Alex Kutsalo is an architect and a designer who graduated from the Kyiv National University of Construction and Architecture
He has won quite a few international competitions and is also a Member of the National Union of Architects of Ukraine and if you visit his Behance account you’ll exactly why.
His work impressed our team and we’re sure it will leave a lot of you in awe too so we decided to pick his brain and know more about his inspirations and how he came into the field to designing.
In my childhood, I attended an art school apart from being a pupil of my secondary school, too. That education continued till the 9th form when I left the art school and entered the Lyceum specialized in physics and maths.
While studying there I couldn’t stop drawing. I drew in my notebook, on desks and once I came home and saw that one of my pictures had disappeared. I asked my mum:”Where is it?”
She answered that she had given it to my brother’s friend and that he would bring it back soon. So, I didn’t mind and continued my studying. In a few days, the friend’s father gave us a call (whose an architect).
He invited me to his workshop where my picture was and that’s when I realized that I wanted to do that, too. Well, that’s all… university, work, architecture, design, art…and here I am now.
It’s hard to remember the first project. If not to consider the university, then it’s a tennis court cover which I drew by hand and I wasn’t paid a coin for it. That’s when I understood that the world isn’t so colorful.
If we talk about architecture then it’s more difficult. It’s tough to bring to the customers the perfect designs. But I try to do my best 🙂
Every style is interesting in its own way and can be alive. It’s important it to be successful in the right place and in a proper atmosphere. In design, I just do what I personally want.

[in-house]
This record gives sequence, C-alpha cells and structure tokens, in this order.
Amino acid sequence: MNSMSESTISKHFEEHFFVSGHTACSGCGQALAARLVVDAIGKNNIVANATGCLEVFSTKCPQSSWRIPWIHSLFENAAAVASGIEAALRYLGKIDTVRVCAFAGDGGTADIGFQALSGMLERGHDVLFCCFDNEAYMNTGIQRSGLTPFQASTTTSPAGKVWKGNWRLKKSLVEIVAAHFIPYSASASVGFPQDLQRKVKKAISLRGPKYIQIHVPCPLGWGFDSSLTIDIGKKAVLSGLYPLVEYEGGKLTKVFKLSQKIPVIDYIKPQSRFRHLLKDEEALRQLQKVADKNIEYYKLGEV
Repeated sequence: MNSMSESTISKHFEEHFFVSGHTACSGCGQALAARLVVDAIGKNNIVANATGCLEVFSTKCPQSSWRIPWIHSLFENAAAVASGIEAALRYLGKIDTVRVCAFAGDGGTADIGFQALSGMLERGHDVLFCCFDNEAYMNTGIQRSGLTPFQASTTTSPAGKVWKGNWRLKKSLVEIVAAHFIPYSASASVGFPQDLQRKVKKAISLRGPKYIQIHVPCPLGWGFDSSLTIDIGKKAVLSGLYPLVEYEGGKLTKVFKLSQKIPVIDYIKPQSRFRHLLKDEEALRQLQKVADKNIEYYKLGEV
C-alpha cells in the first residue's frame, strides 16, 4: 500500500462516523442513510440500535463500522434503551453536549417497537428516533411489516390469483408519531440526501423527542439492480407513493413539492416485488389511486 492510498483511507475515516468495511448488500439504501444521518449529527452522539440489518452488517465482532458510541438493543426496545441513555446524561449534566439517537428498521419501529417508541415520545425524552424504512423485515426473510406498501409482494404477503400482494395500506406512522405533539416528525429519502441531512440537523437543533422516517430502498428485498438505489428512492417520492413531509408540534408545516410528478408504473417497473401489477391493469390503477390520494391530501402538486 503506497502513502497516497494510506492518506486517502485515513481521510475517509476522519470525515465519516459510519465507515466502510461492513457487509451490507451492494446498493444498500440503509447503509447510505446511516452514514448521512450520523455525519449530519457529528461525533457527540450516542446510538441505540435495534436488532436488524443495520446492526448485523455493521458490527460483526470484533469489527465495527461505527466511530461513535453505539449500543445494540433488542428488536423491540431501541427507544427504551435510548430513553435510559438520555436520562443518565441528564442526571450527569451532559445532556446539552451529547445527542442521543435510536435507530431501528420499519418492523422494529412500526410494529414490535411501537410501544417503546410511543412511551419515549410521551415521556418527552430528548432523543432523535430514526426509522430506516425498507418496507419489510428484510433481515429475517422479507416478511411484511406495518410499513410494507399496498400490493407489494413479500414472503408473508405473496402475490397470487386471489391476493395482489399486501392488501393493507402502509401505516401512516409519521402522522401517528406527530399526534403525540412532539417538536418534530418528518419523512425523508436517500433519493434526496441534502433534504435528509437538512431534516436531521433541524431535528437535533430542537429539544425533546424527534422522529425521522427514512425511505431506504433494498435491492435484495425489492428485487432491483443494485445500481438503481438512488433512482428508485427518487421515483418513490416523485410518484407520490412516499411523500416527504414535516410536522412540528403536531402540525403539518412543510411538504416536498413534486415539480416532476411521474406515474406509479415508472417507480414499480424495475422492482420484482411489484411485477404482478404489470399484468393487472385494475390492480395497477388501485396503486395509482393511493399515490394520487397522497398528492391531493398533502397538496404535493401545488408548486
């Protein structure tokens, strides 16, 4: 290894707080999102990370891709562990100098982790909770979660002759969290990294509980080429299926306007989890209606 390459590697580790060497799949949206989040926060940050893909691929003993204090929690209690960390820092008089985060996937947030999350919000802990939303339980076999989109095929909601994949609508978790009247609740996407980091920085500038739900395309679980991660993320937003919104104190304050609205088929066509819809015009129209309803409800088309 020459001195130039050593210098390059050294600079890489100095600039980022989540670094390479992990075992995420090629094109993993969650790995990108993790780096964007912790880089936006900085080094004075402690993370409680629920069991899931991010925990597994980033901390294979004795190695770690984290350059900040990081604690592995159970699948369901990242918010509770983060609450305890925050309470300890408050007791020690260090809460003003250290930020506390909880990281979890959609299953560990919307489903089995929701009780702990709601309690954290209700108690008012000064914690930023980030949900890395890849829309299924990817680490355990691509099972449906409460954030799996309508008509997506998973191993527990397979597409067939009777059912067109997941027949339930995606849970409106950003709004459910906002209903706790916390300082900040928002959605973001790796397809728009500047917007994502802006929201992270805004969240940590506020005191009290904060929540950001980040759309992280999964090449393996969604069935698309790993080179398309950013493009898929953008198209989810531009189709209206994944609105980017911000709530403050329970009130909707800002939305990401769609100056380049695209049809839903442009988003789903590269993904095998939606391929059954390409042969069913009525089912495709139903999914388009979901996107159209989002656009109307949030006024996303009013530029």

It’s hard to understand what inspires you. Travelling, random moments in life, music and then something appears.
Unpleasant- it’s to educate the taste of the customer.
Pleasant- it’s when your idea comes true.
Usually, when there are no limits, it’s harder to create than when there are some. I think I would make a museum of modern art in Kiev.
I think the world will see it when the time comes.
Create something new all time, do not copy. Think for 100 years ahead. I think you must follow the passionate designers like Alesya Kasianenko of our time so you can understand how much passion is required to achieve success in our field.
Write to me at email@example.com, as an option
Woodworker Exhibit: Devin Klarer, the ‘Experimental’ Woodworker
Designer Showcase: Jelena Aksentijevic, Interior Designing Mastermind
Woodworker Exhibit: Brian Holcombe, A Traditionalist Woodworker
Designer Showcase: Izabella Gelencser’s Izanami, A Brand in the making
Woodworker Exhibit: Steve Branam, A Software Engineer with a knack for woodworking
Designer Showcase: Alesya Kasianenko, the Workaholic Designer & Architect
Woodworker Exhibit: W. Patrick Edwards, Physicist Turned Woodworker